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First Year Softball Coach Looks Ahead

By Alexe van Beuren

    At eleven-thirty in the morning, Shane Brown meets me at Turnage’s Drugstore to talk about softball. It’s a subject I know next to nothing of, but luckily for me, Shane has a lot of patience. It’s a quality that serves him well: in his personal life, as the father of a toddler; and in his professional life, as a bus driver, elementary-school P.E. teacher, and new high school girls’ fast-pitch softball coach.

    Brown, who has worked at the Water Valley Elementary School for the past four years, is the  the only P.E. teacher for the 750 prekindergartens to sixth-graders.

    “It’s a fun job,” he tells me. It’s a good thing he likes it – Brown teaches 34 classes a week, but because of schedule restrictions and space limitations, he sees each student only once a week for a thirty-minute period. In the coming school year, P.E. classes will be increased to forty-five minutes due to a new law; “I’ll be interested in seeing that schedule,” Brown says with a smile, but he doesn’t seem too worried.

    Brown brings his mellow but structured attitude to his new coaching job as well. As sports fans know, the fledgling fast-pitch softball program at Water Valley High School just completed a winning season, finishing in May of this year with a 13-7 record and making the playoffs for the first time in the school’s history, as well as sharing the district championship with Winona – all under the guidance of Brown in his first year of coaching softball.

    “I like the speed of softball,” Brown tells me. Though his previous coaching experience has been with male sports such as football, Brown appreciates female athletes.“They’re smarter than boys,” he says. “And they listen. I haven’t had many problems at all.”

    From January until mid-May, Brown works his team in practices that tend to be short and well-run, lasting an hour-and-a-half to two hours. This year, his team had twenty games, but Brown says that that number will increase next spring because he plans to play in more tournaments. “I want to go farther than we did,” he says. “I want to get better and better.”

     According to Brown, the thing his team does best is getting on base. “I tell them to get on base anyway they can,” Brown says.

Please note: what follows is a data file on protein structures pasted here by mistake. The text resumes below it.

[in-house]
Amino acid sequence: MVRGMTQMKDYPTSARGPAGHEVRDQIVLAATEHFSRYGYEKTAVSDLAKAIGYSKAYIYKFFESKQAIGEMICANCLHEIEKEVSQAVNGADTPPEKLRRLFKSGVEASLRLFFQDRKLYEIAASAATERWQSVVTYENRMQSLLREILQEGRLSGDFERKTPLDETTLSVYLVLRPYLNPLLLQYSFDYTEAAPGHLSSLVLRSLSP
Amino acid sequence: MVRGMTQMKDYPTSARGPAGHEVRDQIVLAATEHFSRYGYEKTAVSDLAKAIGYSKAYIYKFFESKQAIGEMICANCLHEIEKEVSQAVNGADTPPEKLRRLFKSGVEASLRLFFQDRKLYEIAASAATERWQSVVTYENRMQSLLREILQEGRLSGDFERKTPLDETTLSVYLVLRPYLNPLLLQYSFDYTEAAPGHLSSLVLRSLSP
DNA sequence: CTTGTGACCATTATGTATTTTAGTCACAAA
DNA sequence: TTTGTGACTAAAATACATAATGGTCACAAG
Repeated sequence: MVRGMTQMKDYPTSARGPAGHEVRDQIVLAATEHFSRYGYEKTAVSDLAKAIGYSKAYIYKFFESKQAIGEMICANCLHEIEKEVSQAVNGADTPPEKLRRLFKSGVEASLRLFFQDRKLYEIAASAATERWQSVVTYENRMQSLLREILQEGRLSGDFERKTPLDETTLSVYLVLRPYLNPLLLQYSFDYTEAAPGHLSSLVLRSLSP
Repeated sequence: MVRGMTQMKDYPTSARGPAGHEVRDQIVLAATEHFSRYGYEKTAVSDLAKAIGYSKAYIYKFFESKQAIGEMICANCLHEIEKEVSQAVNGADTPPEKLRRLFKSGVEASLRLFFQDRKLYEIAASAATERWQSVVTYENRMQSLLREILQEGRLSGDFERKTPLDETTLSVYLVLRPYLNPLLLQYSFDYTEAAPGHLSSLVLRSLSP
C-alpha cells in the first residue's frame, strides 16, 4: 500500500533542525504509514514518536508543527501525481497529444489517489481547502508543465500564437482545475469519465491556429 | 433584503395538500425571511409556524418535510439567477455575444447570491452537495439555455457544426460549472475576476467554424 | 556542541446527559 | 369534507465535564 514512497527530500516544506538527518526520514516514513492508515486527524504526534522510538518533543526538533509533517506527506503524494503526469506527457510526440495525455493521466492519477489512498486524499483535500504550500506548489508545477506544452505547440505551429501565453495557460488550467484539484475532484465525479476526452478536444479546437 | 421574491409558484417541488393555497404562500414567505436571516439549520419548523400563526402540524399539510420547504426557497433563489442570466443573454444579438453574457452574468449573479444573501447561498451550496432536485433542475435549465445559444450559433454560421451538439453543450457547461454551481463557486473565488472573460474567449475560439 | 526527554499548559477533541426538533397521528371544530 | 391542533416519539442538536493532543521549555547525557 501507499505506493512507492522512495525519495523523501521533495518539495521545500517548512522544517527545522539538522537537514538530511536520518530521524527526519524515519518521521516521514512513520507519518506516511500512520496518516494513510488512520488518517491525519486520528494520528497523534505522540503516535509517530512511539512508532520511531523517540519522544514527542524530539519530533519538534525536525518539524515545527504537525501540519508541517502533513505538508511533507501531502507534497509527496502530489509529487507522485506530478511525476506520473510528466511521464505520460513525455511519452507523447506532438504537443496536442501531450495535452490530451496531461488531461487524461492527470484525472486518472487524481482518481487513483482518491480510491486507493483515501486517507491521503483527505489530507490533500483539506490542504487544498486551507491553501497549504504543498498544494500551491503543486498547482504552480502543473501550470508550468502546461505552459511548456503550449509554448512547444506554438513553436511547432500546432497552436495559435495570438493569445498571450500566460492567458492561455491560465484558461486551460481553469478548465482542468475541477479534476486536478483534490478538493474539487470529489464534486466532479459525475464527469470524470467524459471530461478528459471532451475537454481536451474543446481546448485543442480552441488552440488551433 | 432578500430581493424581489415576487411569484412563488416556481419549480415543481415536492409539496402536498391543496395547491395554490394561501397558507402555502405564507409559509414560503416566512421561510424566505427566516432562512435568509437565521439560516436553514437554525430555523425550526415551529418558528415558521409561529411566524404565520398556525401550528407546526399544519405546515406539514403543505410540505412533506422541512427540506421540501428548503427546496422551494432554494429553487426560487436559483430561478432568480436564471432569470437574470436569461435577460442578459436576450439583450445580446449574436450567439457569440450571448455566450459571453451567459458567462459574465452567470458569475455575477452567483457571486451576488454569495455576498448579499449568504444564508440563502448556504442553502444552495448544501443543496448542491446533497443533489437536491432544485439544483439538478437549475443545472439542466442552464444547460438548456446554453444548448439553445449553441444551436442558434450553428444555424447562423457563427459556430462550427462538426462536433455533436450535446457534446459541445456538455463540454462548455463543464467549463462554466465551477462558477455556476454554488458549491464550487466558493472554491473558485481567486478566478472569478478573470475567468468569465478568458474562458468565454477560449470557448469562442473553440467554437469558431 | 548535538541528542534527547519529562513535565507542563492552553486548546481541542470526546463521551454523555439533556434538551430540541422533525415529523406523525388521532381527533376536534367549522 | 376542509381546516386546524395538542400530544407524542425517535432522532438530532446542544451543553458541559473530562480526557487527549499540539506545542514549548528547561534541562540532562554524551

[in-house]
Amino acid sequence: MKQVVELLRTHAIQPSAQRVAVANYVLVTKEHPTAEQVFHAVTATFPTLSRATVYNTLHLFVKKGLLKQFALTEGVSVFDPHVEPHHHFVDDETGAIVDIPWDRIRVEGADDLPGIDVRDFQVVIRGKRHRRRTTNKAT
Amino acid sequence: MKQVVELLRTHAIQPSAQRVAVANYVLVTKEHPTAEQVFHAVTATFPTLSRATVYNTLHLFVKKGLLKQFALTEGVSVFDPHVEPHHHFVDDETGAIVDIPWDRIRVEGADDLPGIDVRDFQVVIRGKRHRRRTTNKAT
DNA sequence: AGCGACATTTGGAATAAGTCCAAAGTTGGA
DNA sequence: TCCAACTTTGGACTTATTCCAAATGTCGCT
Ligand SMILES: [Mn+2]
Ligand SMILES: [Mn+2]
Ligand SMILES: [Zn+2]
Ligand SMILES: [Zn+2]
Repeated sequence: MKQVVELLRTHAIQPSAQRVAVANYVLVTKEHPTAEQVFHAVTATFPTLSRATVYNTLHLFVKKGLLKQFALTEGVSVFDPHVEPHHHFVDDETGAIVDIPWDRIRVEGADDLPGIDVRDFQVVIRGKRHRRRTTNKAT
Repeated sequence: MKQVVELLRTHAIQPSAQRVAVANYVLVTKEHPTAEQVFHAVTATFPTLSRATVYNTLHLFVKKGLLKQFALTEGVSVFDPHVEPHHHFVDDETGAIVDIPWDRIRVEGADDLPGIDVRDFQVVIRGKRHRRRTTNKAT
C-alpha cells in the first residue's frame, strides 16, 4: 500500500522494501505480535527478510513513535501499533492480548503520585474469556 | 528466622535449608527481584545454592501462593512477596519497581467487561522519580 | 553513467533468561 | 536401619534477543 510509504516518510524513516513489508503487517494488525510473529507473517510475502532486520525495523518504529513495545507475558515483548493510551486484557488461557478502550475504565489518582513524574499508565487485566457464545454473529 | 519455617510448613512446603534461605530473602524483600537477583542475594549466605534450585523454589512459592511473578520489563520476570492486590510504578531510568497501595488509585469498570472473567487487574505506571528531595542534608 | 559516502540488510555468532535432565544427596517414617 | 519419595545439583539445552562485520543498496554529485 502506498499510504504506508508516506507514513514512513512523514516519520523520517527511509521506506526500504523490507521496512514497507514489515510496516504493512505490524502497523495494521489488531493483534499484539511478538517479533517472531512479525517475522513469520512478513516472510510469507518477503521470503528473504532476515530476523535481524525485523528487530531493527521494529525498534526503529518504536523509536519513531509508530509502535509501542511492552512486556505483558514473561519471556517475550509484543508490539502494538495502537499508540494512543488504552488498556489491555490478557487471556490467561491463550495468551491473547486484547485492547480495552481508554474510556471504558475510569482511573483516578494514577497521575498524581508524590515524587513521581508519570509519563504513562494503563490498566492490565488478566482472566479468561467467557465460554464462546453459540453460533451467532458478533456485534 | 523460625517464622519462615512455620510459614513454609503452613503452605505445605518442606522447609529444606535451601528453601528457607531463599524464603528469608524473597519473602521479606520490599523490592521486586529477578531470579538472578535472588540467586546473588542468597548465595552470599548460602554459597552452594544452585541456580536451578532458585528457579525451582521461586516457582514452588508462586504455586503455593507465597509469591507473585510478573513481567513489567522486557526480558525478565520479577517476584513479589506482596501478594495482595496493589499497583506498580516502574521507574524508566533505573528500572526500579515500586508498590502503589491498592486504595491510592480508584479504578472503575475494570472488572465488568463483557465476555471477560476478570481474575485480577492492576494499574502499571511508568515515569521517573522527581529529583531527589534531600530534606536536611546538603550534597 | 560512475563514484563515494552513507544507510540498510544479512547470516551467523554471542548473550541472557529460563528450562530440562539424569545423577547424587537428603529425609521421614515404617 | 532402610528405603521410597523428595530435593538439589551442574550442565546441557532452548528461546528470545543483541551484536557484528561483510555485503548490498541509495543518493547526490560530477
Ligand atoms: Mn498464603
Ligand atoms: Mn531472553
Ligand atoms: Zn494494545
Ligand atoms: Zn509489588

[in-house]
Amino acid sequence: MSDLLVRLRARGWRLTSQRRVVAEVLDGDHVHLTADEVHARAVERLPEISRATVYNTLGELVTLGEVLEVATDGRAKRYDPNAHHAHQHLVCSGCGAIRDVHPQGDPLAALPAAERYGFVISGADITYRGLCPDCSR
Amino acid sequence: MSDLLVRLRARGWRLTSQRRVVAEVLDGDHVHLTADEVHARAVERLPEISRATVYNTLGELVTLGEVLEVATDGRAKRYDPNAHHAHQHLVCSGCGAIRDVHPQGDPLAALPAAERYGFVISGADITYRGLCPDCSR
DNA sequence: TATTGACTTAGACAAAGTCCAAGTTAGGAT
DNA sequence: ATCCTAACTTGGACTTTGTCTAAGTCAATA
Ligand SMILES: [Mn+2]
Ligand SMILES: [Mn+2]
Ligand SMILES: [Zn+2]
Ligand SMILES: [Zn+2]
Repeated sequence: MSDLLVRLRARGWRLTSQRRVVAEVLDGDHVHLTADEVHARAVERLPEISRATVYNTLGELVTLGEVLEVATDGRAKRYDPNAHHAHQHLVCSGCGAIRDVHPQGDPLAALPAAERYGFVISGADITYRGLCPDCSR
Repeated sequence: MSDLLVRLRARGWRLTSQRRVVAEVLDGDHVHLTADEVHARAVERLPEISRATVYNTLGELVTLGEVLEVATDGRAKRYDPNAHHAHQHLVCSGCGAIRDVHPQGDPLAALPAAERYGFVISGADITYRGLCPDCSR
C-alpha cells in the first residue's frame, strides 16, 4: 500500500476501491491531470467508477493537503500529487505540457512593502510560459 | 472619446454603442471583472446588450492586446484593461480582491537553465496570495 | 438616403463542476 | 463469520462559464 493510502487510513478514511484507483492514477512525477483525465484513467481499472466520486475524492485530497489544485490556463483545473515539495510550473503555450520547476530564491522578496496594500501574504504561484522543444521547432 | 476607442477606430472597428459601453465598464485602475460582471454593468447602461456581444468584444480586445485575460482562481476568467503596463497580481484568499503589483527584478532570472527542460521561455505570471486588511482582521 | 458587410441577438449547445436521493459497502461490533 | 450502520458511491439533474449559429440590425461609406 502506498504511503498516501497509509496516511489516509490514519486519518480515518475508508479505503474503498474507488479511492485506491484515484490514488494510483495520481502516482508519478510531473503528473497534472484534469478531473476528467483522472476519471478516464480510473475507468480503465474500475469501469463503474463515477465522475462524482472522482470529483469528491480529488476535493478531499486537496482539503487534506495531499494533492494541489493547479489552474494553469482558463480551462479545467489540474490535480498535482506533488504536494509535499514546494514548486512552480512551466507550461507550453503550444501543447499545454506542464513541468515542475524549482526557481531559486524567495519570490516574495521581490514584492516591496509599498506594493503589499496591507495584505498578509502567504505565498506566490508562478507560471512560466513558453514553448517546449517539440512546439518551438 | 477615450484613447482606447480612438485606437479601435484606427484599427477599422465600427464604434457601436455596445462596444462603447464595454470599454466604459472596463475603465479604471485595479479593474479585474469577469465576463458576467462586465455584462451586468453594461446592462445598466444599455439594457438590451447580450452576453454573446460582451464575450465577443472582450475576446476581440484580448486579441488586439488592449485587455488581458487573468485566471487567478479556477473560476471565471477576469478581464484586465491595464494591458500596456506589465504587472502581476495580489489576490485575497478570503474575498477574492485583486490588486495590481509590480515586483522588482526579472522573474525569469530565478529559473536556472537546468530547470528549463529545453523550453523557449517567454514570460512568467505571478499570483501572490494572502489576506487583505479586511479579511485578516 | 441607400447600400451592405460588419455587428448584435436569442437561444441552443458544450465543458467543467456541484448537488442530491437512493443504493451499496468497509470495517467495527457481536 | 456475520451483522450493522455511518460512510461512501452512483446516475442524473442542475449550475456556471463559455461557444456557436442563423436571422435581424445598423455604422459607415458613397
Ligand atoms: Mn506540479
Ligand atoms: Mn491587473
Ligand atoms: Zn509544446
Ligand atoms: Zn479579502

“Once we’re on base, it’s easy to score.” The thing his team needs to improve? “Mental focus,” he says. “Sometimes, if we get down, we stay down.”

    This year, Brown chose from a group of thirty-two girls, ending up with sixteen to begin the season and four who came in mid-season after basketball had finished. His line-up included a seventh-grader and several eighth-graders. “I kept a young team,” Brown says, “because I want to build a program in Water Valley.”

    His long-term goal didn’t sway the Board of Aldermen when it came to the softball team’s appeal to the City for a dedicated field.

    For the last few years, the softball team has practiced at Crawford Sports Complex. Renting the field means that practices have to be scheduled in accordance with availability, as well as housekeeping matters like hauling equipment there and back.

    Members of the softball team’s Booster Club (who tend to be the players’ parents) went before the City and asked permission to work on the field directly across from the Piggly Wiggly, which is City property. “We didn’t ask the City for anything but light bulbs,” Brown said. “They said no.”

    When I ask why, Brown shrugs. “They said no because in four years’ time, these girls would graduate and be gone,” says Brown, adding that the city  may have reservations about the initiative of future booster clubs’ members.

    Water Valley High School has had a softball team for the past five years.

    Still, the City’s lack of support might turn out to be a blessing in disguise. The softball team is now trying to find a home at the high school itself. “We’re meeting this Thursday,” Brown says, so that he and others will assess the old track field as a possible location. It will require more work than the City’s field, but Brown says being at the high school, where players can walk to practice instead of catching rides, will be a boon for his team.

     “I really believe in these girls,” Brown tells me. “If they stick together, we’ll be state champions.”

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